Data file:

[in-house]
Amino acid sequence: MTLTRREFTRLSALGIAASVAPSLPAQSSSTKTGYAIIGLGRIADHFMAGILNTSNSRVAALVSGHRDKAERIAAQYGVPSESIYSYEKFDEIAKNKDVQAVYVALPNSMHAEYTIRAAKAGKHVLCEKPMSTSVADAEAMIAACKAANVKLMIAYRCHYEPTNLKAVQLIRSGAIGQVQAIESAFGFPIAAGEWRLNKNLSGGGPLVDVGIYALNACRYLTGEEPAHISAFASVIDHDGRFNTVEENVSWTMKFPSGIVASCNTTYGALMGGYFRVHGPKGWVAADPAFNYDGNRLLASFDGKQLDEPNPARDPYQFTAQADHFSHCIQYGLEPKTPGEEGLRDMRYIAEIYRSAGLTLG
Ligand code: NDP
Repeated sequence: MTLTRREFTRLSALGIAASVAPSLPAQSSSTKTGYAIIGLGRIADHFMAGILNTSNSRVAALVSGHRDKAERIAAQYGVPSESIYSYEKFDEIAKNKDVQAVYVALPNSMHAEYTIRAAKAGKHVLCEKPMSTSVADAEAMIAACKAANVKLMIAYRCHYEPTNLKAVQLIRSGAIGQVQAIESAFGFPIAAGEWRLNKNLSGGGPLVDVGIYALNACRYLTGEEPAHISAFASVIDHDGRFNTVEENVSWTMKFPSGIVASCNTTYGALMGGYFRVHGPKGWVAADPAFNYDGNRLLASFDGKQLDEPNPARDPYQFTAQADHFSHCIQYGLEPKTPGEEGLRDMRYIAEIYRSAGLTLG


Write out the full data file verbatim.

[in-house]
Amino acid sequence: MTLTRREFTRLSALGIAASVAPSLPAQSSSTKTGYAIIGLGRIADHFMAGILNTSNSRVAALVSGHRDKAERIAAQYGVPSESIYSYEKFDEIAKNKDVQAVYVALPNSMHAEYTIRAAKAGKHVLCEKPMSTSVADAEAMIAACKAANVKLMIAYRCHYEPTNLKAVQLIRSGAIGQVQAIESAFGFPIAAGEWRLNKNLSGGGPLVDVGIYALNACRYLTGEEPAHISAFASVIDHDGRFNTVEENVSWTMKFPSGIVASCNTTYGALMGGYFRVHGPKGWVAADPAFNYDGNRLLASFDGKQLDEPNPARDPYQFTAQADHFSHCIQYGLEPKTPGEEGLRDMRYIAEIYRSAGLTLG
Ligand code: NDP
Repeated sequence: MTLTRREFTRLSALGIAASVAPSLPAQSSSTKTGYAIIGLGRIADHFMAGILNTSNSRVAALVSGHRDKAERIAAQYGVPSESIYSYEKFDEIAKNKDVQAVYVALPNSMHAEYTIRAAKAGKHVLCEKPMSTSVADAEAMIAACKAANVKLMIAYRCHYEPTNLKAVQLIRSGAIGQVQAIESAFGFPIAAGEWRLNKNLSGGGPLVDVGIYALNACRYLTGEEPAHISAFASVIDHDGRFNTVEENVSWTMKFPSGIVASCNTTYGALMGGYFRVHGPKGWVAADPAFNYDGNRLLASFDGKQLDEPNPARDPYQFTAQADHFSHCIQYGLEPKTPGEEGLRDMRYIAEIYRSAGLTLG